An estimated 15 million babies are born preterm every year. In Nigeria, where many primary healthcare facilities lack sufficient equipment to care for premature babies, it is estimated that 31% of newborns suffer preterm birth complications.
As the world commemorated World Prematurity Day November 17, Smile Train’s Program Director for West and Central Africa, Nkeiruka Obi, was appointed as Nigeria’s Ambassador for Newborns to help draw more attention to the plight of these vulnerable babies. The commendation was placed upon her by traditional ruler, The Olofa of Offa, His Royal Majesty, Oba Mufutau Muhammed Oloyede Gbadamosi, Okikiola Esuwoye II.
In advance of this auspicious appointment, Smile Train partner March Care Initiative (MCI), under the stewardship of Pediatric Nurse Comrade Bunmi Aiyedu-Lawal, held a five-day conference in Kwara State. Her goals were twofold: to sensitize stakeholders to nurses’ invaluable role in reducing mortality among mothers and newborns and also to commit MCI to achieving the UN Sustainable Development Goal (SDG) of ensuring good health and well-being for all ages. It was attended by members of relevant governmental Ministries, Departments and Agencies, pediatric nurses, community health extension workers, and midwives.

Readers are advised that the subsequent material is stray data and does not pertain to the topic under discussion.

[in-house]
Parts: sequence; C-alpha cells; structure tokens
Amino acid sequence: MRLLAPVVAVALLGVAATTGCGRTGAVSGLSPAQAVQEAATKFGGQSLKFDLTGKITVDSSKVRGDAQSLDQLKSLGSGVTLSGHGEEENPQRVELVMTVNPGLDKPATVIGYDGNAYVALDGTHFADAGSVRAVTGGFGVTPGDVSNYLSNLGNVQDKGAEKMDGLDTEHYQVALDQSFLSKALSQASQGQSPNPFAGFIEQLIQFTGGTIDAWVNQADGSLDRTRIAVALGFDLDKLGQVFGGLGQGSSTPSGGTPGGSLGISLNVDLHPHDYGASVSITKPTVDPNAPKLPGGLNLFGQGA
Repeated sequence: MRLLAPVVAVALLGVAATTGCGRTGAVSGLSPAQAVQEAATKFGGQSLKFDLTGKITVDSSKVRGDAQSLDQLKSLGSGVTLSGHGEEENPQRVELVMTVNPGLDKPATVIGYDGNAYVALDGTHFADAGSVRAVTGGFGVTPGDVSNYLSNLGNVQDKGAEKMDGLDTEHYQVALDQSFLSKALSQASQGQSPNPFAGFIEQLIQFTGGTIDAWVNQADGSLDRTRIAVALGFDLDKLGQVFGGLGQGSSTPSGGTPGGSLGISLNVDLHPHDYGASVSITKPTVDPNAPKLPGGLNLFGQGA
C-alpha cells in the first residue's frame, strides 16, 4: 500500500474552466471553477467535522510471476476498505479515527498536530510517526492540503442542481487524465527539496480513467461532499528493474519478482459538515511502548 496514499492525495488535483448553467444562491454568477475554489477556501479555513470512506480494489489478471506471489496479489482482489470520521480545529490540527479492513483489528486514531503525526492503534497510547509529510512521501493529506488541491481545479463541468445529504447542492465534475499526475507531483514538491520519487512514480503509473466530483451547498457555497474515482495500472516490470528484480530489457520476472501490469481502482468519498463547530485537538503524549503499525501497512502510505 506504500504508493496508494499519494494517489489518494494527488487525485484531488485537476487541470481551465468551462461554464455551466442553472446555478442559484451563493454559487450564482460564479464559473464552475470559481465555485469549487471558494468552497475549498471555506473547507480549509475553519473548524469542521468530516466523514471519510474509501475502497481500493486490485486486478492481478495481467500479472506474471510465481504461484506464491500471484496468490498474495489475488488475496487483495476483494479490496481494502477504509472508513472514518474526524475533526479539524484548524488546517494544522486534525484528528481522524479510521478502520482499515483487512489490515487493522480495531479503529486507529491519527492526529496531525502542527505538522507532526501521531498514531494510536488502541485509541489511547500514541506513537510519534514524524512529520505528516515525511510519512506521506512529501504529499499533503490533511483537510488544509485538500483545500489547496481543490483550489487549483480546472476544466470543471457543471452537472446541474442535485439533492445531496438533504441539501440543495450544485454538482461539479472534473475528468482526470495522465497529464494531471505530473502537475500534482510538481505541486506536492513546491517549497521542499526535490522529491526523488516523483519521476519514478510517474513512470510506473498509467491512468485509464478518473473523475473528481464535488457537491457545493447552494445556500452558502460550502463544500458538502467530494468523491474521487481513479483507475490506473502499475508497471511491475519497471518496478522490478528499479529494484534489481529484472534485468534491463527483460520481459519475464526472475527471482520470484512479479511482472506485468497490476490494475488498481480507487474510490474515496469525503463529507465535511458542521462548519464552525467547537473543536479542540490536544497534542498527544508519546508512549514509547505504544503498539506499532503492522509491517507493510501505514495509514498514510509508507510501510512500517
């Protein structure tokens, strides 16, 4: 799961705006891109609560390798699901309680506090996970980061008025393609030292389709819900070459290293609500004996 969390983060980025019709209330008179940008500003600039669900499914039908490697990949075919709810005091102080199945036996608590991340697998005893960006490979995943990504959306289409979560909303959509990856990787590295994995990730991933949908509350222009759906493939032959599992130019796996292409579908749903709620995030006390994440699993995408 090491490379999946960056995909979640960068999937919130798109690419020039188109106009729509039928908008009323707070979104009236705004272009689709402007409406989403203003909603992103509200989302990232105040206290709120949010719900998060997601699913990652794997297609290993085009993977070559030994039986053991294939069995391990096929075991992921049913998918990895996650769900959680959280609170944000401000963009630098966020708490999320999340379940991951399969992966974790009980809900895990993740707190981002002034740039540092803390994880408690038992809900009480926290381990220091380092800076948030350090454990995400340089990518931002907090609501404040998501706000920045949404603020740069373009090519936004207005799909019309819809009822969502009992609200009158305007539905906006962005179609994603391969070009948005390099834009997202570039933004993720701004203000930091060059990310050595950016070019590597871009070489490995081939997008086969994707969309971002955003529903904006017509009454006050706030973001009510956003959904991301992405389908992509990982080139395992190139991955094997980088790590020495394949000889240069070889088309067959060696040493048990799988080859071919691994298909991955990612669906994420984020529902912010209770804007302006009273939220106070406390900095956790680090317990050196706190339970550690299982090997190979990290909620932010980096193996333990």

“On May 16, 2019, Nigeria’s National Primary Health Care Development Agency declared a state of emergency for maternal, newborn, and child health,” she said. “This resulted in the launch of the National Emergency Maternal and Child Health Intervention Centre, whose goal is to reduce maternal and child deaths 50% by 2021. To achieve the SDG target of ending preventable newborn deaths, MCI is committed to reducing neonatal mortality to at least 50%,” said Comrade Bunmi.
Nkeiruka’s first order of business as Ambassador for Newborns will be to establish newborn corners in primary healthcare centers. These will increase premature babies’ chances of survival by allowing them to receive top-notch care from birth attendants and midwives from the moment they are born.
“Some of the primary healthcare centers have poor infrastructure, and we will lobby for a lot more advocacy and investment from the private and public sector,” she said. “We would also like to invest in training the nurses and midwives. Nurse Bunmi has been very vocal, and her global experience of being a pediatric nurse will help push for more investment in saving our babies.”
Smile Train’s team applauds Nkeiruka’s appointment, which brings us closer to achieving the UN’s goal of Universal Health Coverage for all by 2030.